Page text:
Monday, December 10, 2012

Perfectly Rational

For border residents it is a common sight. If gas is $5.50 a gallon at home, but you can drive across a border, ten minutes away, and get the same gas at $3.85, you go across. If you have a double tanked Durango, even better. You have shoppers at a US Costco with B.C plates buying so much gas and milk the police have to be called. You have online shoppers looking for a deal, or people crossing a state border to gamble legally. You have people who make big money leaving France or England to go next door to escape new wealth taxes.

It's not because people hate their state or country, because they dislike the customer service at their gas station, or are really peeved at the cow farmer down the road. It's not because they're greedy meanies. They are simply acting rationally, like most of us act in a free market system.

I saw a tweet yesterday from one of my favorite people on twitter saying "if you are at the track don't bet on mobile with an ADW, because horsemen and the track get less money".

That's very true - they do get less money. The ADW gets a cut if you bet at your ADW.

Let me preface this by saying that I always bet at a teller or betting machine on track. I choose to do that. But it doesn't always make the track and purses the most money. Why? Because for me, and many other bettors it is the irrational thing to do. And when we do the irrational, we're not maximizing our utility. 

For someone who bets at an ADW all they are doing is crossing the border to get $4 gas instead of $5 gas - but in gambling it is much more than that. If you are buying cheap gas you are getting a rebate and lowering your juice. If your betting ROI with rebate (betting in an ADW) is 1.03, but without it, you are at 0.97, it represents a monster difference.

A 1.03 bettor can bet tens of millions of dollars a year. A 0.97 ROI bettor would likely bet less than $100,000. This can work with 0.90 and 0.84 ROI's or 0.96 and 0.90 ROI's, on a sliding scale. The lower your ROI, the fewer dollars you bet.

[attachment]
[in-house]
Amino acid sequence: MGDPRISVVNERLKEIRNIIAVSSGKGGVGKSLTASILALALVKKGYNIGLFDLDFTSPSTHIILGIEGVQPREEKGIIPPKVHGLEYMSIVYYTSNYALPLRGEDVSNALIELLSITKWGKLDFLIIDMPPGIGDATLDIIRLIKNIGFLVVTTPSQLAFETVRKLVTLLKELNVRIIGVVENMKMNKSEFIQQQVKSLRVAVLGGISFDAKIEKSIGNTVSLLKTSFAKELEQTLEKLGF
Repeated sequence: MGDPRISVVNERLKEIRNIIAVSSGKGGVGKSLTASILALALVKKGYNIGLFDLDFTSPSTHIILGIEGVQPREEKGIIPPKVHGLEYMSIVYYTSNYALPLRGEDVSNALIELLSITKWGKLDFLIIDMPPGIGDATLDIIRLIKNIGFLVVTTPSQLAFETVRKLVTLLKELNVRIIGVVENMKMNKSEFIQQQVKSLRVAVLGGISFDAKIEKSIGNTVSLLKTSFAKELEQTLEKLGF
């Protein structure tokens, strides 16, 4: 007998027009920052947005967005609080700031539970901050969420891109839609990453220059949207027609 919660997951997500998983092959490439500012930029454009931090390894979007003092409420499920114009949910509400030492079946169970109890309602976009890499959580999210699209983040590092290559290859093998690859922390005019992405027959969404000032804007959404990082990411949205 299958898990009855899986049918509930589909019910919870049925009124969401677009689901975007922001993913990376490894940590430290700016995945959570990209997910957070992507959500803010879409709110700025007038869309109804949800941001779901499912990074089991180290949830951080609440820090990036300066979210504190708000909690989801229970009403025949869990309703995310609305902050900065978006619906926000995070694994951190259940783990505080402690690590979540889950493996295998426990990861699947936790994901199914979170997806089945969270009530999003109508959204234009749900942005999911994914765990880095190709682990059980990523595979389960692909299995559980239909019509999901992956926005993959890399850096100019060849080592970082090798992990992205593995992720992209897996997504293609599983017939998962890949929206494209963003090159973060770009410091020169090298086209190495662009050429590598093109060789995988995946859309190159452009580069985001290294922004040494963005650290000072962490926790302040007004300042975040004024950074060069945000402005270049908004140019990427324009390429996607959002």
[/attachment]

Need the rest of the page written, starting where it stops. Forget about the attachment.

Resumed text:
Acting irrationally (for those bettors whose bottom line ultimately drives them) simply results in them consuming less of your product.

I go to the track (most times) with a professional bettor who bets a lot of money and has a very high threshold for risk. When we go on track he bets into the pools, as do I, right at the wicket or betting machine. His handle when we go? I don't think I've ever seen him bet more than $100 in an afternoon or evening. 

It's similar in track owned ADW's. I have one, and I bet peanuts into it. I am not getting an edge, so I simply can't play racing there seriously. I don't spend hours and hours a week trying to win money by sabotaging myself. That's irrational.

Those of us who play in ADW's do so not because we dislike racing, horses, the people who work with them, or track executives. Most of us are horse owners and friends with these folks. It's simply done because we are rational and being rational allows us to maximize utility, resulting in us enjoying the game of horse betting and the sport more (and betting more, adding more gross dollars for profits and purses than if we bet less).

The lineup of people acting rationally betting the races is as long as the lineup of Canadian cars for $3.50 gas at a Washington state Costco. It's nothing out of the ordinary. It's a perfectly expected outcome.


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